Book Reviews – Names for the Sea and The Tricking of Freya


Books about IcelandI have been a bit lax in my reviewing – I wrote up a load of reviews in my notebook last night and I’m gradually transferring them onto this blog, so sorry if you’ve been pining to hear what I’ve been thinking about my reading!

Anyway, here we are – hello! – and I’m pleased to report that I have been making good progress with my Icelandic Reading. I’ve read quite a few of this pile pictured to the left, and although I’m right in the middle of the great big Laxness book, oh, but it’s wonderful! It may appeal more to those who already love the sagas, as I know a few people have found it miserable, and I’m finding it blackly funny in places. Anyway, more of that later. For now, a memoir and a novel.

Sarah Moss – “Names for the Sea”

(18 March 2014 – it does feel a bit odd not reading books acquired last summer!)

In which Moss, her husband and their two young sons live in Reykjavik for a year while Sarah works teaching English literature at the University. They live in a commuter suburb which was left half-built and deserted when the financial crisis hit, but they make friends with local families, both native Icelanders and other “foreigners”), and she describes, sort of, what it’s like to actually live there for a year. I really enjoyed all the little details about how student classes work, how exactly the primary schools operate, etc., and the author does make an effort to meet different kinds of people and find out about politics, activism and the actual effects of the financial crisis on a society that seems on the surface to be running on business as usual. However, and I imagine this is a product of culture shock, she is quite negative about a lot of things (particularly the food and weather), which makes it a slightly less than ideal read just before you go there (I did balance it out with some more positive reads, fortunately, so wasn’t feeling quite so doomy after a while).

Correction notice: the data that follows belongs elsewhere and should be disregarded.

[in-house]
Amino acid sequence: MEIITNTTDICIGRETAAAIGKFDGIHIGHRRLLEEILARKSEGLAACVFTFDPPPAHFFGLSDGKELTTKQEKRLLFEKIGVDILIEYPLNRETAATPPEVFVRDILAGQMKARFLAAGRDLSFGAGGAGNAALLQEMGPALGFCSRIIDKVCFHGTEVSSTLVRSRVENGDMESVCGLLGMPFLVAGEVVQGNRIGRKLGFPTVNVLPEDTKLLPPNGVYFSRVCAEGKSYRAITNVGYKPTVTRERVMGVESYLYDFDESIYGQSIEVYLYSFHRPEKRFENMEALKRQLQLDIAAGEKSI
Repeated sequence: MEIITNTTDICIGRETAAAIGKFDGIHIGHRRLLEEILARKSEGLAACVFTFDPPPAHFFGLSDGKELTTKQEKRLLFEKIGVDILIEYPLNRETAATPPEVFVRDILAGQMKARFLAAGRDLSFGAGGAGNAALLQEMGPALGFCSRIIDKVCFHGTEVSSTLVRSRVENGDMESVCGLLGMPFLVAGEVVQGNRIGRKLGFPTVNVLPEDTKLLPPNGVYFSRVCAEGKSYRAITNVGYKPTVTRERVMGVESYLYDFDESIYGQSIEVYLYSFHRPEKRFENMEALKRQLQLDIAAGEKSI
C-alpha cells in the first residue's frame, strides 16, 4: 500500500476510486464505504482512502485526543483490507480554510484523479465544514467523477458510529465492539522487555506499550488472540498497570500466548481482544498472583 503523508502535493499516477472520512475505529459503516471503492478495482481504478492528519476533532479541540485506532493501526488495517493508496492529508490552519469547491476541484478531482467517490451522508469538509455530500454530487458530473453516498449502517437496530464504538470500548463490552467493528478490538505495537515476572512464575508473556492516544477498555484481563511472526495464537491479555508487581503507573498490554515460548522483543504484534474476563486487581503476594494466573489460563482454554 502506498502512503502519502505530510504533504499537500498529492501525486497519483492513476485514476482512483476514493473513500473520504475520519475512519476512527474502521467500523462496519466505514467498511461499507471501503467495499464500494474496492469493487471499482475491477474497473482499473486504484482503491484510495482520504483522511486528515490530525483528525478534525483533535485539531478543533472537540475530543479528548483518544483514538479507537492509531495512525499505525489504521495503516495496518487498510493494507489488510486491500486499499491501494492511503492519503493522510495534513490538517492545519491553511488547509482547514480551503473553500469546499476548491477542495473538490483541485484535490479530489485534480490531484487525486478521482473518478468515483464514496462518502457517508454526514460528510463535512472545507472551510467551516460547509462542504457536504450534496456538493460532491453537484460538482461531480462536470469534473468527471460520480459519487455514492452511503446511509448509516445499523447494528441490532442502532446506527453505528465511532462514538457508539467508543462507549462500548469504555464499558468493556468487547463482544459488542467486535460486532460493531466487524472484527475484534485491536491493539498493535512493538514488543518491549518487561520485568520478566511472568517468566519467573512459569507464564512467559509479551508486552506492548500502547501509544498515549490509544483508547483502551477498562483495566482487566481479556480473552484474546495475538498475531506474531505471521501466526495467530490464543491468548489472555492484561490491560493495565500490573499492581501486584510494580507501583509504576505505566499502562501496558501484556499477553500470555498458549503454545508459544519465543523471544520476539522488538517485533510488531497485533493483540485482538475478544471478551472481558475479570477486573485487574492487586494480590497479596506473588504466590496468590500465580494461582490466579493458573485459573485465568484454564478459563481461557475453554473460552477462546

There are some useful tips about operating in Iceland and places to go, and some good stuff about culture, art, knitting, etc., and the growing practice of recycling and second-hand objects, plus the epilogue is a lot more positive about the availability of vegetables than the main book. So it was an interesting read, and a quirky travel biography/memoir which did make an effort to examine the cultural differences, etc.

Christina Sunley – “The Tricking of Freya”

(18 March 2014)

An interesting novel set partly in a Canadian settlement of Icelanders, partly in New York, and partly in Iceland itself. Freya is a woman of Icelandic origin who has never visited the island, but spends summers in the settlement where her grandmother, aunt and various people from the old country still live, speaking Icelandic and still being immersed in their own culture (this place apparently does exist, which is fascinating). Family secrets start coming out of the woodwork and Freya becomes more involved with them than she would prefer to be, getting sucked back into a culture that’s as alien to her underground New York existence, working in a photography lab, as her mother’s suburban home and Iceland itself.

It’s not Scandi-noir, which most books set in Iceland seem to be at the moment, although there is mild peril and mental illness. I’m not entirely sure that I’d have picked it up if it wasn’t partly set in Iceland, but the descriptions are lovely and the plot twists and turns (I really felt smugly that I’d got it, then found out I was totally wrong). It didn’t really put a foot wrong, but did rely on a few small-town-coming-of-age tropes – the disruptive aunt, the traditional grandma, longing to escape from suburbia – and some of the characterisation could have been filled in more, perhaps. But it was more than competent, enjoyable and interesting.